Hannah More to Marianne Sykes Thornton, 21 January 1815

To: Mrs. Henry Thornton
Stamped: None
Postmark: None
Seal: Black wax
Watermarks: IVY MILL/ 1809

H. More

MS: Cambridge University Library, Add.7674/1/E/4
Published: Undetermined

My very dear friend

How can I write to you or how can I forbear to write? I have however postponed it, well knowing that you want no such consolations as I can suggest . My sincere sympathy and my fervent prayers are all I have to offer you. My grief is softened by the knowledge of many merciful circumstances; one is that you are surrounded by so many enlightened and truly Christian friends; another and the principal one, is the cheering report they all give of the deeply submissive and resigned spirit with which you bow to this most trying dispensation. In the midst of my sorrow I bless God that he has enabled you to give this evidence of your faith in him, and of the truth of Christianity itself, which can afford such supports under such trials . Still my dear friend, allow me to say I fear for you – I do not fear that your resignation will diminish, or your fortitude forsake you – I trust that the same divine grace will continue to support your soul; but I fear for your body, I fear that the very elevation of your feelings will be obtained, at the price of your health sinking under your Efforts . I am afraid you will think me but a worldly counsellor when I say, I wish you not too much to restrain your tears, or to labour to suppress emotions which Nature dictates and which grace does not forbid. Your life is now of increased importance, your value to your dear children is doubled. The duties of two parents instead of one are now devolved upon you. I know these sort of arguments are frequently made use of to stop the signs and outward expressions of grief, but I know the make of your mind so well that I employ them with a view to induce you not to put a /too/ violent restraint on your natural sensibilities fearing the pent up sorrow may prey more inwardly on the heart and the health.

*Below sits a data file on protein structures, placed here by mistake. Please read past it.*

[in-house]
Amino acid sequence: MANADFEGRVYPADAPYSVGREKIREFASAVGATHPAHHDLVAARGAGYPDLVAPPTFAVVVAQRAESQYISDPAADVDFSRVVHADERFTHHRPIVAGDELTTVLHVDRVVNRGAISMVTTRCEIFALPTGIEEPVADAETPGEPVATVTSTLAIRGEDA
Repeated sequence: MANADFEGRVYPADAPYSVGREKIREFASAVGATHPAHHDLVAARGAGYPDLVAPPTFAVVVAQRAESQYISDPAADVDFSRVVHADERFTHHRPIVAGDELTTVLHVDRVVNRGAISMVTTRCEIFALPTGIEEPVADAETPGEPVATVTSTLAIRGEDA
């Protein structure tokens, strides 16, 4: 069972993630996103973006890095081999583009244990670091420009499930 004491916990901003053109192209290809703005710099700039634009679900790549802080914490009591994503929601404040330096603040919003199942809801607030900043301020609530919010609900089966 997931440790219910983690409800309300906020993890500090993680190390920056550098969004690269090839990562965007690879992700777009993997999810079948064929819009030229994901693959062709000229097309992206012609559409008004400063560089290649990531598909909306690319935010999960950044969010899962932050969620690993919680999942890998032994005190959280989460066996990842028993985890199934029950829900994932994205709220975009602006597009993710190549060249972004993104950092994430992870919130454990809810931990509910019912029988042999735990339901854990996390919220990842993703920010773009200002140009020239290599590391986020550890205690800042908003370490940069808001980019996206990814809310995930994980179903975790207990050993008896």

Some kind friend near you has sent us a line every day, but merely of sympathy and kindness, and to say how you were. Of our dear sainted friend we know no particulars, those they will send us I doubt not soon . For ourselves we shall long mourn; for him if our imperfect vision could see things a[tear] they are, we should do nothing but rejoy[ce] [tear] He is gone to the resting place of the just. His life has left us an example of rare purity, of integrity seldom equalled, of consistent piety, of charity almost boundless. I shall reckon it among my responsibilities of the day of general Account if I am not the better for having so long and so intimately known him .

We here, for the last month had little hope, for the last fortnight none. Your secret misgivings we felt. Yet the shock when it did come was scarcely less. Patty is deeply distressed. Sally who is very poorly, lost her voice when it was announced and has not recovered it . May God comfort you and bless you and your dear children. I know the sight of them cuts two ways; they are at once the source of consolation and of anxiety.[2] Take care of yourself that you may be spared to render them worthy of such a father. I know this will be a motive with you. My dear friend ever yours

H More.


The letter is dated based on the subject matter: the death of Henry Thornton in January 1815.


The Thorntons had nine children. The youngest, Charles, was just four when his father died.